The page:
I have to say I really enjoyed the first three episodes of the BBC’s Sherlock series starring Benedict Cumberbatch. From a social research perspective we are told that Sherlock uses ‘deduction’ , although it seems that the great detective creates his theory of ‘who dunnit’ from evidence so isn’t this inductive reasoning? If we dig a little deeper it seems more probable that he does a bit of both. He speculates and accumulates. He uses abduction, or what Charles Sanders Pierce called ‘guessing’ based on likely correlations of the facts, but saying that Sherlock was a great ‘abducter’ probably wouldn’t go down well for a character who is meant to be on the side of the Law!
The tv series seems to have captured the Zeitgeist by tapping into a detective approach that moves away from the scientific rationalism that dominates C.S.I, Waking The Dead and the like by appealing to the creative pattern spotters in all of us. Is it stretching it too far to say that is echoes the difference between Plato and Aristotle? The Platonic appeal or Sherlock versus the Aristotelian appeal of Horatio Caine and his colleagues. If Sherlock was in Marketing he’d certainly be a rule breaker than a rule taker, he’d kick back against fromulae, he get frustrated with prescription. As for the author, Sir Arthur Conan Doyle he seems to have had interesting take on Marketing and maybe this seeps into his characterisation of Sherlock Holmes.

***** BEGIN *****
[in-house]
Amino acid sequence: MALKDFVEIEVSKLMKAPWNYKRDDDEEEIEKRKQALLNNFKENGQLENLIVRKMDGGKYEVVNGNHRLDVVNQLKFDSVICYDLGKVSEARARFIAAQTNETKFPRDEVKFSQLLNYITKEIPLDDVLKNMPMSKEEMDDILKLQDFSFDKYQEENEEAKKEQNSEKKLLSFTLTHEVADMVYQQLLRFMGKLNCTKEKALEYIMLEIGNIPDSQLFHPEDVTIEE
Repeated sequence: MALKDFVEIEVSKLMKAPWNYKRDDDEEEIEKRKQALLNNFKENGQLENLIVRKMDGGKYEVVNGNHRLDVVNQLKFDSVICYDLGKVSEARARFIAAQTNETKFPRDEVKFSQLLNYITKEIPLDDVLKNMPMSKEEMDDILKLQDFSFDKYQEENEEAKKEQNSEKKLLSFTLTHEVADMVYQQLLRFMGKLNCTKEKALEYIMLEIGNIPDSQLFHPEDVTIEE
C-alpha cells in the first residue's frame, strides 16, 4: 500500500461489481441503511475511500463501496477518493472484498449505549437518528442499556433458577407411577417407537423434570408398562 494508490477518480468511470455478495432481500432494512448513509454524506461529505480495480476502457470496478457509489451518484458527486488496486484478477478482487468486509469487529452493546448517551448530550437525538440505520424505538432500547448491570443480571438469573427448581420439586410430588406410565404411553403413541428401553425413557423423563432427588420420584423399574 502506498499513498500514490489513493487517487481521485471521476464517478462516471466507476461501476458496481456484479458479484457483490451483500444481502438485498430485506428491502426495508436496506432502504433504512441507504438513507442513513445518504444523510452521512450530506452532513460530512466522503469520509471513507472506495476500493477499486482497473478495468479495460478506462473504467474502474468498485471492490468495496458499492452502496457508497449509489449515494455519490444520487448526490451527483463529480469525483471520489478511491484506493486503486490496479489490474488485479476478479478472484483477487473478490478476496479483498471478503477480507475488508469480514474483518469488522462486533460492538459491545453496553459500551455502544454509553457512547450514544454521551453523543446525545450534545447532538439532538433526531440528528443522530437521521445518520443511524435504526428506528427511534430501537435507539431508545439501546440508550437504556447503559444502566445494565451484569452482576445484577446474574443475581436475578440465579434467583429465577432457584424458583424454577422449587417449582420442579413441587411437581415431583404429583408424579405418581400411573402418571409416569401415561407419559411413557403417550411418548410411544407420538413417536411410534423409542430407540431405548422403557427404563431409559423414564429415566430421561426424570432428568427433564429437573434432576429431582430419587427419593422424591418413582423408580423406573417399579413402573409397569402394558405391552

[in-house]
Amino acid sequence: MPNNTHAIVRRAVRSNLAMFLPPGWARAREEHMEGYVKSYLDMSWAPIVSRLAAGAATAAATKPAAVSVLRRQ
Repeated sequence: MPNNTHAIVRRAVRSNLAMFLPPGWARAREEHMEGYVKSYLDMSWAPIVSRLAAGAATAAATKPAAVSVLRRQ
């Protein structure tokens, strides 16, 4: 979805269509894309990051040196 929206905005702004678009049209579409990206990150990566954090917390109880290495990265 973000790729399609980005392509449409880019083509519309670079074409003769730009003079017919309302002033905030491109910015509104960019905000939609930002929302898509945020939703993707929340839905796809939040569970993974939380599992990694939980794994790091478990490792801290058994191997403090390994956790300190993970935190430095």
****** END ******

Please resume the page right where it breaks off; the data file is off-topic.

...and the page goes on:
A client is to me a mere unit, a factor in a problem.
Arthur Conan Doyle